Essays on Macroeconomic Policy-Inflation, Unemployment and Growth in Australia Case Study

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The paper "Macroeconomic Policy-Inflation, Unemployment and Growth in Australia" is a perfect example of a micro and macroeconomic case study.   The Global Financial Crisis affected the economic growth of all developed and developing countries. In fact, it almost led to the collapse of the economy of some influential developed countries. Australia was not left out. As the analysis in this paper will show, Australia had to change its macroeconomic policy from that which focused on controlling inflation to that which focused on trying to avoid recession. As the analysis will also show, these two macroeconomic policy approaches seem to contrast in terms of objectives, instruments and targets.

Therefore, through outlining the experience of the Australian economy over the last 10-15 years while putting into consideration the major microeconomic aggregates, this paper aims at discussing the contrast between these two policy approaches and their impacts on the Australian economy. In addition, it discusses and assesses how instruments and targets of the macroeconomic policy can be applied in the current Australian policy framework. The paper will then lastly look at the application of economic theories in understanding economic policy in Australia. Experiences of the Australian economy Source: Taylor, Bradley, Dobbs, Thompson & Clifton (2012) An overview of the past performance of the Australian economy can be looked at through different perspectives.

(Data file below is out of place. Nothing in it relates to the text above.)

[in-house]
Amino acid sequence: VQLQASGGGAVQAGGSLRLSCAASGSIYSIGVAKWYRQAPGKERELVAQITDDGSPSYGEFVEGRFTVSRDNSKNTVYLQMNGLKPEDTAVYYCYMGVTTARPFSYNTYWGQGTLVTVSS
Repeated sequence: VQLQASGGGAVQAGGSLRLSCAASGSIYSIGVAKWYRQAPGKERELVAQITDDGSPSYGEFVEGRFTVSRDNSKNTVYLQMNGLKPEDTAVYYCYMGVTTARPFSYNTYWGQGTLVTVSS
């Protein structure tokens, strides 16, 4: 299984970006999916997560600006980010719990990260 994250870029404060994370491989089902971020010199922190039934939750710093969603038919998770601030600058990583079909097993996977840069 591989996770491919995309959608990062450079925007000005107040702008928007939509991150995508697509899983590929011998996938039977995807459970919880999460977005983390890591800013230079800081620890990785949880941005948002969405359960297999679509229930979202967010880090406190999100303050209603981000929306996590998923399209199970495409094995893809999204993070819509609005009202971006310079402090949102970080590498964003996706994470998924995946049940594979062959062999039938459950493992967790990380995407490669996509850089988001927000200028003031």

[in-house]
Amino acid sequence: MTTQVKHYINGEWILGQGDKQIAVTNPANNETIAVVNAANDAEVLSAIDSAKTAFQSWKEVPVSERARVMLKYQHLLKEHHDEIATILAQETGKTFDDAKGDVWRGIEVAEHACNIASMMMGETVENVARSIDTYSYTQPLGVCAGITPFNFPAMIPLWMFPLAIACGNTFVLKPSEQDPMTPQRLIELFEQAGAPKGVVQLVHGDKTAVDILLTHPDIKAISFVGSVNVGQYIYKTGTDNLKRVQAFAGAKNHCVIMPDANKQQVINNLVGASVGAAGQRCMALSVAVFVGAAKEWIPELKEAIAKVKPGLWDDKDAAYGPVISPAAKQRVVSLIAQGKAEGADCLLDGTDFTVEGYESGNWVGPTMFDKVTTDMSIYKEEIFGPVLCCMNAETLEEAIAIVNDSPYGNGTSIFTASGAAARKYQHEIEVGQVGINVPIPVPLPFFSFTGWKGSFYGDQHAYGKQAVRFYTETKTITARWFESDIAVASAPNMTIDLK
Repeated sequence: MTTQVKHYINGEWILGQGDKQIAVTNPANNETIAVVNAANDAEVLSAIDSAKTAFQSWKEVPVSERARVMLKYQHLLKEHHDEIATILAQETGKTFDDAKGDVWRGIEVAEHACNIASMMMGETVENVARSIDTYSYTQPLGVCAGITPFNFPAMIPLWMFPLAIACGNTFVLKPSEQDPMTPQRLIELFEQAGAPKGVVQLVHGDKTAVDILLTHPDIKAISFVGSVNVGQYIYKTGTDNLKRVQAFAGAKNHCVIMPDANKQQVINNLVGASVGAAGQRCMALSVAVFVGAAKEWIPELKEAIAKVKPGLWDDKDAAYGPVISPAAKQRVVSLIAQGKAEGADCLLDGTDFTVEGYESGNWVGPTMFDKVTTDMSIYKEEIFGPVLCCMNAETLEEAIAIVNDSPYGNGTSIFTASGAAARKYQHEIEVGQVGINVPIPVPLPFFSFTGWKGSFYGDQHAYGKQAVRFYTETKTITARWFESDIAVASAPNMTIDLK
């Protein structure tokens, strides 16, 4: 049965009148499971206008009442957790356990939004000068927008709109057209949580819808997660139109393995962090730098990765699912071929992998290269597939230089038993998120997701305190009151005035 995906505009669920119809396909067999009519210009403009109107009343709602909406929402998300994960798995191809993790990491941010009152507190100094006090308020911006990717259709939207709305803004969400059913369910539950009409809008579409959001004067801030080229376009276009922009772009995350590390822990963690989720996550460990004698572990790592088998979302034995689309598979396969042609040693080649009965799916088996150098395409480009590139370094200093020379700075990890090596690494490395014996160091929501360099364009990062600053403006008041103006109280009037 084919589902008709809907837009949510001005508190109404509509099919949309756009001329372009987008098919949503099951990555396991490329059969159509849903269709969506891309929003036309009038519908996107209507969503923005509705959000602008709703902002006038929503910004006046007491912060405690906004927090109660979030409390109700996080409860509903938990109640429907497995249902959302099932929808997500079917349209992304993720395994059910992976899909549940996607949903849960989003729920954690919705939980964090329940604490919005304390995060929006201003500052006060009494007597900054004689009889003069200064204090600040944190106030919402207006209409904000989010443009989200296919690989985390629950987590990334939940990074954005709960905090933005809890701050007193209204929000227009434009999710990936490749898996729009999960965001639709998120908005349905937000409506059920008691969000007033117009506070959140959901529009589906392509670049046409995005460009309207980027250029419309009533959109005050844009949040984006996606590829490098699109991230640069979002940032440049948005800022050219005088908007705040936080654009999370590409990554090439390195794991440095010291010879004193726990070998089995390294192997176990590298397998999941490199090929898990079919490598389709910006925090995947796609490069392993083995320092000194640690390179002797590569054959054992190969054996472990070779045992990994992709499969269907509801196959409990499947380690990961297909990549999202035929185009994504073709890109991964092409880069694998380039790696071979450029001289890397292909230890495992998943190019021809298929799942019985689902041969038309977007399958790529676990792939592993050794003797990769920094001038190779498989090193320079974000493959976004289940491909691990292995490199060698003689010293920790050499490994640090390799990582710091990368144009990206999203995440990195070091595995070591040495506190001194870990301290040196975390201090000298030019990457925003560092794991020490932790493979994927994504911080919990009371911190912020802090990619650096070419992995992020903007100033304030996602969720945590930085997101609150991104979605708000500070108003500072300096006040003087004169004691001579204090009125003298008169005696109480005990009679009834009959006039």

In terms of how the country has been, performing based on GDP per capita Australia ranks in the sixth position from its sixteenth position in the early 1990s amongst OECD countries. An interesting fact to note about the Australian economy is that since 2005, the country’ s economy driving force has been the temporary boom factor, which accounted for 58% of the income growth (Taylor, et al, 2012).

During this period, Australia has also realized a 99% drop in productivity capital, leaving the country’ s income growth to be driven by resources, which accounted for 35% of the income. In addition, between 2005 and 2011, the country’ s economy experienced a decline of 0.7% annual productivity, compared to that between 1993 and 1999, which was an increase of 2.4%. What these overview data projects to the future of this country’ s economy are that the decline in productivity alongside the slow pace of boom is likely to drop the income growth by 0.5%.

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